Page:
Football: Ander Herrera in the dock as Spain match-fixing trial opens

Ander Herrera is among 42 defendants charged over a "suspect" 2011 match between his former club Real Zaragoza and Levante.
Ander Herrera is among 42 defendants charged over a "suspect" 2011 match between his former club Real Zaragoza and Levante.PHOTO: EPA-EFE

MADRID (AFP) - Spain's first major match-fixing trial began on Tuesday (Sept 3) with former Manchester United midfielder Ander Herrera among 42 defendants charged over a 'suspect' 2011 match between his former club Real Zaragoza and Levante.

The accused made no comments as they arrived at the court in the eastern city of Valencia for the start of proceedings which are expected to last until Sept 30.

Real Zaragoza's 2-1 win on May 21, 2011, the last match of the season, spared the club relegation from the Spanish first division.

But it triggered an investigation by Spain's anti-corruption prosecutors' office over suspect payments to playing staff and coaches.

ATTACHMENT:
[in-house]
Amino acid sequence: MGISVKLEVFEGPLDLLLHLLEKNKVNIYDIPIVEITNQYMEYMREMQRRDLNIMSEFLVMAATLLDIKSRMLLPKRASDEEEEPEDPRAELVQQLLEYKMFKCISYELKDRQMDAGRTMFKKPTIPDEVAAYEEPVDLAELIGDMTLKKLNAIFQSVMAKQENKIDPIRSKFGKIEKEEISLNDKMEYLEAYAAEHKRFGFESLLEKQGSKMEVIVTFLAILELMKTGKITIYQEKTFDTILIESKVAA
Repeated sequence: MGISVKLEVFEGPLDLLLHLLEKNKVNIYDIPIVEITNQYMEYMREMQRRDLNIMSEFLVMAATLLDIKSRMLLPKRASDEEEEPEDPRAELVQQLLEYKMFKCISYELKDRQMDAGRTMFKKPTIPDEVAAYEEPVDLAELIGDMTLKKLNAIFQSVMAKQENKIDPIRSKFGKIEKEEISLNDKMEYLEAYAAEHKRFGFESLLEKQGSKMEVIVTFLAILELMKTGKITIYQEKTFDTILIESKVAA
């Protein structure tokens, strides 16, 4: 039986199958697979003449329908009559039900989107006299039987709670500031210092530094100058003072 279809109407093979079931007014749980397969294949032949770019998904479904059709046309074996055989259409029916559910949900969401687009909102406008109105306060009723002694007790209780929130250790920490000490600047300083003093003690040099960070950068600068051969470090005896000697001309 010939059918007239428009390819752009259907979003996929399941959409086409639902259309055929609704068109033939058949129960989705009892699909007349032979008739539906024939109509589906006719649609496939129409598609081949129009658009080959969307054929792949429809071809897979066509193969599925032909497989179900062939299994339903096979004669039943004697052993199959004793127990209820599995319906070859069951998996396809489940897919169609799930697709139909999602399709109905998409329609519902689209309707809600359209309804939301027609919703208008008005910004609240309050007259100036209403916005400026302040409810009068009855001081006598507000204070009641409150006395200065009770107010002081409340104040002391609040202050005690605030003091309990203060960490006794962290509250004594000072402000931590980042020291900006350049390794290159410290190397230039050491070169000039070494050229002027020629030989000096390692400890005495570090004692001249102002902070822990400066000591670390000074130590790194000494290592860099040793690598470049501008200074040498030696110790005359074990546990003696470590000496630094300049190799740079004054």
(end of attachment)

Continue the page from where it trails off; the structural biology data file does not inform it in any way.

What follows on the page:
Midfielder Gabi Fernandez, who currently plays in Qatar, scored both goals in Real's crucial victory. He is among the accused along with Herrera, who moved to Paris Saint-Germain over the summer on a free transfer from Old Trafford.

Real Zaragoza's coach at the time, Mexico's Javier Aguirre, is also on trial. Aguirre was sacked as Japan's coach in 2015 over his implication in the scandal.

Prosecutors suspect Real Zaragoza deposited €965,000 (S$1.47 million) in the bank accounts of some of their players and coaching staff so that they, in turn, could bribe Levante players to deliberately lose the game.

 

An investigating judge shelved the long-running probe into the match in 2017 but the case was reopened following an appeal by state prosecutors, the Spanish League and Deportivo La Coruna, the club relegated as a result of Real Zaragoza's win.

Other match-fixing scandals have erupted in Spain over the years. As recently as In May police arrested several current and former players as part of a probe into a match-fixing gang that allegedly operated in the country's first and second divisions.